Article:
Every year October 16th marks World Food Day, an international day of the United Nations (UN) dedicated to raising awareness of issues related to hunger and food security.
Water is the theme for World Food Day 2023, which takes place under the motto “Water is life, water is food. Leave no one behind.”
While water covers most of the earth’s surface, only 2.5% of it is suitable for drinking and most industrial uses. Agriculture alone accounts for 72% of global freshwater withdrawals, a huge amount given the finite nature of our water resources.
With planetary health dependent on our access to clean water, it is vial that we are all mindful of its broader use. That is why individuals should be conscious of pressures on water, while looking to find ways to support more sustainable practices in their daily lives.
Looking to purchase and consume game meat is one way this can be achieved!
The harvest of wild species is a sustainable and environmentally friendly way of procuring meat products, especially when compared to those sourced via industrialised farming practices.
Large-scale farming is a resource intensive process that makes use of monoculture crops and enormous amounts of water as part of operations. Deforestation and the conversion of wild spaces for farming practices also has devastating consequences for our climate, due to the associated loss of carbon sinks to make way for areas with low levels of biodiversity.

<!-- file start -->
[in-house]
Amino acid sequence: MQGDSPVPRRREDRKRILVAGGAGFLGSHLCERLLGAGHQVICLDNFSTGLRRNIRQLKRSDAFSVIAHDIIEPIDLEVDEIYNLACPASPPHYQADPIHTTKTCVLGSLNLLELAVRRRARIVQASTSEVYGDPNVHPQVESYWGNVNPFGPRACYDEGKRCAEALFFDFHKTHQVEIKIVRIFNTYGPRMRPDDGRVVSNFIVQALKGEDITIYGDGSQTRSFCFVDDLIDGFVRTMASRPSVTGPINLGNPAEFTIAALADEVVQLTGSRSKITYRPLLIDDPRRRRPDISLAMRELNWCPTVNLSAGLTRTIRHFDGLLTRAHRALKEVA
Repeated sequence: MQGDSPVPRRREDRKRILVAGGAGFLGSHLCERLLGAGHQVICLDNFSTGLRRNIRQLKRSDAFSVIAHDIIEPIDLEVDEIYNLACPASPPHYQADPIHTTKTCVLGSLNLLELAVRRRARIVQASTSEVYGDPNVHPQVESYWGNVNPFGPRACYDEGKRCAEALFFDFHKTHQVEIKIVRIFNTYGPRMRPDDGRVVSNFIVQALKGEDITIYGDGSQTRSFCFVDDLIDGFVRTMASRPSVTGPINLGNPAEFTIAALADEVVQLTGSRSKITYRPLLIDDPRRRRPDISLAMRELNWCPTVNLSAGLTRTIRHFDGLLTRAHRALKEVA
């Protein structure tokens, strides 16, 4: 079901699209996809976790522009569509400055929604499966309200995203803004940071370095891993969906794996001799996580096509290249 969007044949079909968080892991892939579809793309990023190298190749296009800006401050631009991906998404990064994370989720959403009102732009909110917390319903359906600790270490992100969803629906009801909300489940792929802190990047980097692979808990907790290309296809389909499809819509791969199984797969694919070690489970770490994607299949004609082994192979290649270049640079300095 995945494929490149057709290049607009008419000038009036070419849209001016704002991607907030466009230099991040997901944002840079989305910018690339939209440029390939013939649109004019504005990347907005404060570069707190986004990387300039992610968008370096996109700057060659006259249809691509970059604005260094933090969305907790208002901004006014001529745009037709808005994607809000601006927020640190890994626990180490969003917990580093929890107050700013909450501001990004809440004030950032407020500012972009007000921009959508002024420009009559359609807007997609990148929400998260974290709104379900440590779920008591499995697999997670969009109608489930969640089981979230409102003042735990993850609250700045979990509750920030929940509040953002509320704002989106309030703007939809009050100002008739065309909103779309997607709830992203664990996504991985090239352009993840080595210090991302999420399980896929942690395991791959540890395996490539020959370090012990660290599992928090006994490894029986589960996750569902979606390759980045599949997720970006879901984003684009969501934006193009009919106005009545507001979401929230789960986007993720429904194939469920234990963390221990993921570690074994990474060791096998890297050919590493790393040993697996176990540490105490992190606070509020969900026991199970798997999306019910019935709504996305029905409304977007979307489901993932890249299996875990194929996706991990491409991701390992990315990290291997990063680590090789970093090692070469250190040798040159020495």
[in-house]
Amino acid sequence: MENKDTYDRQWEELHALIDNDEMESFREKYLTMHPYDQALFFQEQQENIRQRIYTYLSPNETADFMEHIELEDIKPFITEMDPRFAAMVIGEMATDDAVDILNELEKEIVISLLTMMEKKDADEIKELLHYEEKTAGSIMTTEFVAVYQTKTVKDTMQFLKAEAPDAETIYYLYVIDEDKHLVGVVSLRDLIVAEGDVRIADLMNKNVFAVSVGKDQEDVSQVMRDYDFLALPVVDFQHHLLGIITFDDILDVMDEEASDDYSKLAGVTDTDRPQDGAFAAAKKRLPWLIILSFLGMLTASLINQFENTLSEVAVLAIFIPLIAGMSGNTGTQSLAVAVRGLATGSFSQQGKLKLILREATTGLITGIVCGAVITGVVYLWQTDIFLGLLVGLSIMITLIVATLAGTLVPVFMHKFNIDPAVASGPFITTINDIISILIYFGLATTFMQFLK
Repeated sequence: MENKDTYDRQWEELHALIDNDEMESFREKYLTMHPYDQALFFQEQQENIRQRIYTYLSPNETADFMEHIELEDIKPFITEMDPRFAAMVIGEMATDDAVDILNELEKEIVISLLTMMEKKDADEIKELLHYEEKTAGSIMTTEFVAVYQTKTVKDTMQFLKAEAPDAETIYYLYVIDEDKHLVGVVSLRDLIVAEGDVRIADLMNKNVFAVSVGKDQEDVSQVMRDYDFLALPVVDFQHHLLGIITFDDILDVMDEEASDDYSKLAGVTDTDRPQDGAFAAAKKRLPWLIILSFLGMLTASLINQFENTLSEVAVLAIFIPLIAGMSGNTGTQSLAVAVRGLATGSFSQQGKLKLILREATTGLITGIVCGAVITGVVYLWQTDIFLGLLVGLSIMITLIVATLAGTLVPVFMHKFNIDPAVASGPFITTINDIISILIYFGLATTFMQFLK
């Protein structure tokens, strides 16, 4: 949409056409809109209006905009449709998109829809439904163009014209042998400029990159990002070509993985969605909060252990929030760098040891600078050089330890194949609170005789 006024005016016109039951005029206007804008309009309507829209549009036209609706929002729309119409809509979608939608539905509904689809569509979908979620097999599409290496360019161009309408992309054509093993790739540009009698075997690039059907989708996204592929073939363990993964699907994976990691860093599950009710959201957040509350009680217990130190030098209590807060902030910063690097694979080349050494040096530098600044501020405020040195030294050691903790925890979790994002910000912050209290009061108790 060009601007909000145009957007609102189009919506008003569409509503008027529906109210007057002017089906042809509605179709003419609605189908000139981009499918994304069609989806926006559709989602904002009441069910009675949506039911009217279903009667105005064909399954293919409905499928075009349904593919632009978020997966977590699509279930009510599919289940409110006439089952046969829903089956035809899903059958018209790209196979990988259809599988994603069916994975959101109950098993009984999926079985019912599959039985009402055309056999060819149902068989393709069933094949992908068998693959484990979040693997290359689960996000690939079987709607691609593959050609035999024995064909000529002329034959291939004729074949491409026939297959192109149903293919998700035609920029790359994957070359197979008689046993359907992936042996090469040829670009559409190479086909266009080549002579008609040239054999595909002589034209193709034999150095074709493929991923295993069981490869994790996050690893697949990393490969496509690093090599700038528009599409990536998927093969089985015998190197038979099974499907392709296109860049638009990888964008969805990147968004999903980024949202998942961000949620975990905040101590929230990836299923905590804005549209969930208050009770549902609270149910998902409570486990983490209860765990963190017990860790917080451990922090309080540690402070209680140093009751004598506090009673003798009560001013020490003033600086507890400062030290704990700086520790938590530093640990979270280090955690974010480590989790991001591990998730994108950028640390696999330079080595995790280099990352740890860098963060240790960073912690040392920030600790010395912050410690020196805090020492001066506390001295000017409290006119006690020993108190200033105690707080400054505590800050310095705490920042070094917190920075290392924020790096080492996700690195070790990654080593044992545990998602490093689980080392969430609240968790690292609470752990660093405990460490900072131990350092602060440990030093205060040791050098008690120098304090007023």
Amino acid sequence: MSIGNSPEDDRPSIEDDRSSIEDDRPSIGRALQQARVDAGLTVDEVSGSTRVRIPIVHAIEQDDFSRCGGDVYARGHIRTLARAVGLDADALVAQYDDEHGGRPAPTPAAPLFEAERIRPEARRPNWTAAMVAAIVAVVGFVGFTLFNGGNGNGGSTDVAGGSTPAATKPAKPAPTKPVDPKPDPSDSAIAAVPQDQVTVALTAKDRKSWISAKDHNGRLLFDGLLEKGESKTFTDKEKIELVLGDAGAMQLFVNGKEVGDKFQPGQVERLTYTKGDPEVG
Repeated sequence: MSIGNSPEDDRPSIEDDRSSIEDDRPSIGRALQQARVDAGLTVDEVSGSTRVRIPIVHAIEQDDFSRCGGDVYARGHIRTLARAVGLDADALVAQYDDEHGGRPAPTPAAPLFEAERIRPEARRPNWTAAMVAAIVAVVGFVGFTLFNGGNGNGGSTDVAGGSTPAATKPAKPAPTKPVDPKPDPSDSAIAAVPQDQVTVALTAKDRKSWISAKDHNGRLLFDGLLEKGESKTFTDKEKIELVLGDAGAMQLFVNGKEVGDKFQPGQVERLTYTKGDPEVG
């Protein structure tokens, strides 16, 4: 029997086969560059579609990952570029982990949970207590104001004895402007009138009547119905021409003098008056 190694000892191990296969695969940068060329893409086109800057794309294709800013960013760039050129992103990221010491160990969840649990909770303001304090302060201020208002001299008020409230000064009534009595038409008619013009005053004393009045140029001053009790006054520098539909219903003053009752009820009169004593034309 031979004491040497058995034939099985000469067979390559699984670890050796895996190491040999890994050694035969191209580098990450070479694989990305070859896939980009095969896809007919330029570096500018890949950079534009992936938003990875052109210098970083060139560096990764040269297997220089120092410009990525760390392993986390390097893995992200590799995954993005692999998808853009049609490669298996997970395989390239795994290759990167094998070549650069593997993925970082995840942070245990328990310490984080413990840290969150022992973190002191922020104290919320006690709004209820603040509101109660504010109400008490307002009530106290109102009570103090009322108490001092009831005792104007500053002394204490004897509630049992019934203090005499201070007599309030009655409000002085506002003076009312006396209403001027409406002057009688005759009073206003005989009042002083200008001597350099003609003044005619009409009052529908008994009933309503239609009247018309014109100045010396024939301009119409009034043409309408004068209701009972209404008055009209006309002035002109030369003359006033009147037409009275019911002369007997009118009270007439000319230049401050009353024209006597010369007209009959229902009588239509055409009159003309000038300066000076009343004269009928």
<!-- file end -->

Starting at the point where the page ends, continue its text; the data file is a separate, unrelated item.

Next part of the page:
Consuming game meat is therefore a more sustainable way of eating, one which has a higher nutritional value than alternatives that can be found in supermarkets.
To learn more about how game meat and hunting fits into wildlife management systems, we welcome you to view our recently launched short film, Global Youth United for Sustainable Hunting, which explores the future of responsible hunting told through three stories across three different continents.
The film is a joint initiative produced by the International Council for Game and Wildlife Conservation (CIC)’s Young Opinion Leaders, Dallas Safari Club (DSC) and the Wild Harvest Initiative (a program of Conservation Visions).
The project brings together young voices and narratives from around the world to challenge conventional stereotypes surrounding hunting, while delving deeper into the realities of managed, sustainable hunting activities.
By showcasing examples of best practices in sustainable wildlife management, the film gives a glimpse at a future where hunting is broadly recognised as a tool contributing to wider conservation goals, such as the UN Sustainable Development Goals in which “Zero Hunter” is Goal Two.
Join us as we take you on a journey to the rugged hills of northern Sweden, the top of the world in Tajikistan and the sun-drenched lands of southern Africa in pursuit of meat, memories and adventure.